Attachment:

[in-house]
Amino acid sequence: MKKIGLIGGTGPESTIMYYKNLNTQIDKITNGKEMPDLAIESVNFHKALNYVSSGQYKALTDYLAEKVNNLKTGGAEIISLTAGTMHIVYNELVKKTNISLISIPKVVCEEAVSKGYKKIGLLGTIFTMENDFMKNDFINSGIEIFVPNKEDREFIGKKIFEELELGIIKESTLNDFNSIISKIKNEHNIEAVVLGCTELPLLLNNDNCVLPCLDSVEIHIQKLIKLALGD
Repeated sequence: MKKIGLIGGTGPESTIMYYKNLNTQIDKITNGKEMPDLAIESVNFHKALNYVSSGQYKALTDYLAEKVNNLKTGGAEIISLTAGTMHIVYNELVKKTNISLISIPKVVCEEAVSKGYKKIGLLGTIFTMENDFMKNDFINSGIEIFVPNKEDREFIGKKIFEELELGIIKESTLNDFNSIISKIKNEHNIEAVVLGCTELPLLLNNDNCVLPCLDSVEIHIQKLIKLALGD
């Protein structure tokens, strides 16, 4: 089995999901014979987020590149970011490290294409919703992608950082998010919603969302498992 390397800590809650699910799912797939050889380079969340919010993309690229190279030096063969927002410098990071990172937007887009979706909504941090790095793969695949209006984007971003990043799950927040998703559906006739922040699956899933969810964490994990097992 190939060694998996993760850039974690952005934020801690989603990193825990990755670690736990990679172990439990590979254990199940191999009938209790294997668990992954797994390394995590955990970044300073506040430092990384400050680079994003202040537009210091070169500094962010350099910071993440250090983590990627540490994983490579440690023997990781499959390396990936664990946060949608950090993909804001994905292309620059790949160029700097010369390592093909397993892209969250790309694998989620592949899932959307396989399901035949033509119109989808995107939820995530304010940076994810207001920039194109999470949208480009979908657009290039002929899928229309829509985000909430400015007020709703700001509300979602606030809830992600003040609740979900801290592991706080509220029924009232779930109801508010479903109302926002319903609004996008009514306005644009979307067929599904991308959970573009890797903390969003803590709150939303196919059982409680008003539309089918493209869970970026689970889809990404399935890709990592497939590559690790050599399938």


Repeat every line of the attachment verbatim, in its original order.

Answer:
[in-house]
Amino acid sequence: MKKIGLIGGTGPESTIMYYKNLNTQIDKITNGKEMPDLAIESVNFHKALNYVSSGQYKALTDYLAEKVNNLKTGGAEIISLTAGTMHIVYNELVKKTNISLISIPKVVCEEAVSKGYKKIGLLGTIFTMENDFMKNDFINSGIEIFVPNKEDREFIGKKIFEELELGIIKESTLNDFNSIISKIKNEHNIEAVVLGCTELPLLLNNDNCVLPCLDSVEIHIQKLIKLALGD
Repeated sequence: MKKIGLIGGTGPESTIMYYKNLNTQIDKITNGKEMPDLAIESVNFHKALNYVSSGQYKALTDYLAEKVNNLKTGGAEIISLTAGTMHIVYNELVKKTNISLISIPKVVCEEAVSKGYKKIGLLGTIFTMENDFMKNDFINSGIEIFVPNKEDREFIGKKIFEELELGIIKESTLNDFNSIISKIKNEHNIEAVVLGCTELPLLLNNDNCVLPCLDSVEIHIQKLIKLALGD
């Protein structure tokens, strides 16, 4: 089995999901014979987020590149970011490290294409919703992608950082998010919603969302498992 390397800590809650699910799912797939050889380079969340919010993309690229190279030096063969927002410098990071990172937007887009979706909504941090790095793969695949209006984007971003990043799950927040998703559906006739922040699956899933969810964490994990097992 190939060694998996993760850039974690952005934020801690989603990193825990990755670690736990990679172990439990590979254990199940191999009938209790294997668990992954797994390394995590955990970044300073506040430092990384400050680079994003202040537009210091070169500094962010350099910071993440250090983590990627540490994983490579440690023997990781499959390396990936664990946060949608950090993909804001994905292309620059790949160029700097010369390592093909397993892209969250790309694998989620592949899932959307396989399901035949033509119109989808995107939820995530304010940076994810207001920039194109999470949208480009979908657009290039002929899928229309829509985000909430400015007020709703700001509300979602606030809830992600003040609740979900801290592991706080509220029924009232779930109801508010479903109302926002319903609004996008009514306005644009979307067929599904991308959970573009890797903390969003803590709150939303196919059982409680008003539309089918493209869970970026689970889809990404399935890709990592497939590559690790050599399938």